Education - Van Gogh Museum Amsterdam

Youth and Family

Theodorus van Gogh, a preacher in the Dutch Reformed Church, and Anna Cornelia Carbentus, daughter of a bookseller, marry in 1851. Their son Vincent Willem van Gogh, the second of six children, is born on March 30, 1853, in Zundert, a village in Brabant, in the south of the Netherlands. Four years later, in 1857, Vincent's favorite brother, Theodorus (Theo), is born. Vincent begins his education at the village school in 1861, and subsequently attends two boarding schools. He excels in languages, studying French, English, and German. In March 1868, in the middle of the academic year, he abruptly leaves school and returns to Zundert. He does not resume his formal education.

Young Art Dealer

In July 1869, Vincent starts an apprenticeship at Goupil & Cie, international art dealers with headquarters in Paris. He works in the Hague at a branch gallery established by his uncle Vincent. From the Hague, in August 1872, Vincent begins writing regular letters to Theo. Their correspondence continues for almost 18 years. Theo accepts a position at Goupil's in January 1873, working in Brussels before transferring to the Hague in November of that year.

Life in England

Vincent moves to the London Goupil branch in June 1873. Daily contact with works of art kindles his appreciation of paintings and drawings. In the city's museums and galleries, he admires the realistic paintings of peasant life by Jean-François Millet and Jules Breton. Gradually Vincent loses interest in his work and turns to the Bible. He is transferred in 1874 to Goupil's Paris branch, where he remains for three months before returning to London. Vincent's performance at Goupil's continues to deteriorate. In May 1875 he is sent again to Paris. He attends art exhibitions at the Salon and the Louvre, and decorates his room with art prints by Hague School and Barbizon artists. In late March 1876 Vincent is dismissed from Goupil's. Driven by a growing desire to help his fellow man, he decides to become a clergyman.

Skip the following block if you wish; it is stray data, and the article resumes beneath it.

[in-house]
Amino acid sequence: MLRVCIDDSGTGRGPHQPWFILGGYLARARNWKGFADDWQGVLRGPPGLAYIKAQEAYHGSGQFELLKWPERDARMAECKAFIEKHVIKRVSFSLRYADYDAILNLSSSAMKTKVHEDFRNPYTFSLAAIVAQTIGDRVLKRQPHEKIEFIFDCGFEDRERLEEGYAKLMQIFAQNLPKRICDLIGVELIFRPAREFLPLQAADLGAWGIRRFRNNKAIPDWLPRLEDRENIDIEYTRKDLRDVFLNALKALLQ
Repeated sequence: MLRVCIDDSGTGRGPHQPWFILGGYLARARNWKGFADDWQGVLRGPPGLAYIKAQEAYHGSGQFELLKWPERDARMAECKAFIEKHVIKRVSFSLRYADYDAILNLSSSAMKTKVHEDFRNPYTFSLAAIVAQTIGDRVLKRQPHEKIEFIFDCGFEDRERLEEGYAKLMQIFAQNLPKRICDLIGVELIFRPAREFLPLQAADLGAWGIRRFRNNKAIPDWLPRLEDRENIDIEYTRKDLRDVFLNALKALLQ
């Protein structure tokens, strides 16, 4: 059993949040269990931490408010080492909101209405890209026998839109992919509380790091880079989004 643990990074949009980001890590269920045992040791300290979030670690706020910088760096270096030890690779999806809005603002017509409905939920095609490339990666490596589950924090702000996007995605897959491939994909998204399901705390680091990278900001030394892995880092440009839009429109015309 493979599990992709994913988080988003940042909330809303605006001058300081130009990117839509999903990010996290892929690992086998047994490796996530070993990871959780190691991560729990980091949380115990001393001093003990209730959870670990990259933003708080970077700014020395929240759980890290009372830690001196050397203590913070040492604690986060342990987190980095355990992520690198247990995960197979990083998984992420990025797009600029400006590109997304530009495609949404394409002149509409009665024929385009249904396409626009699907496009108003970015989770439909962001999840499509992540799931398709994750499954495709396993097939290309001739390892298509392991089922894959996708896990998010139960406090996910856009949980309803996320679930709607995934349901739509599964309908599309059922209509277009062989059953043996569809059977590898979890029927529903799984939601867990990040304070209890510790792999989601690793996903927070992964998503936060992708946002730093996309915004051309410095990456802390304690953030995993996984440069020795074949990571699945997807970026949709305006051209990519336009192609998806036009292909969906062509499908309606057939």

Uncommon Devotion

Vincent returns to England in 1876 to teach at a boarding school. In July he is offered a position as a teacher and assistant preacher at Isleworth, near London. On November 4, Van Gogh delivers his first sermon. His interest in evangelical Christianity and ministering to the poor becomes obsessional. On a visit to his parents, Vincent is persuaded not to return to England. Determined to become a minister nonetheless, he moves to Amsterdam in 1877 and attempts to enroll in theology school. When he gives up his preparatory studies, Vincent briefly enters a missionary school near Brussels and in December 1878 leaves for the Borinage, a coal-mining district in southern Belgium, to work as a lay preacher. Vincent lives like a pauper among the miners, sleeping on the floor and giving away his belongings. His extreme commitment draws disfavor from the church and he is dismissed, although he continues to evangelize.

later life periods§ion=sectie_vin

The letters of Vincent van Gogh

Vincent van Gogh was a passionate and fairly good letter writer. He put his thoughts and ideas to paper in over 800 letters, some to fellow artists such as Emile Bernard and Paul Gauguin, but most to his brother Theo, who was Vincent’s greatest source of support. Most of the manuscripts are in the collection of the Van Gogh Museum; they form an indispensable source of information about the artist’s life and work.

Below you will find a selection from these letters, including references to paintings on this website.§ion=sectie_vince

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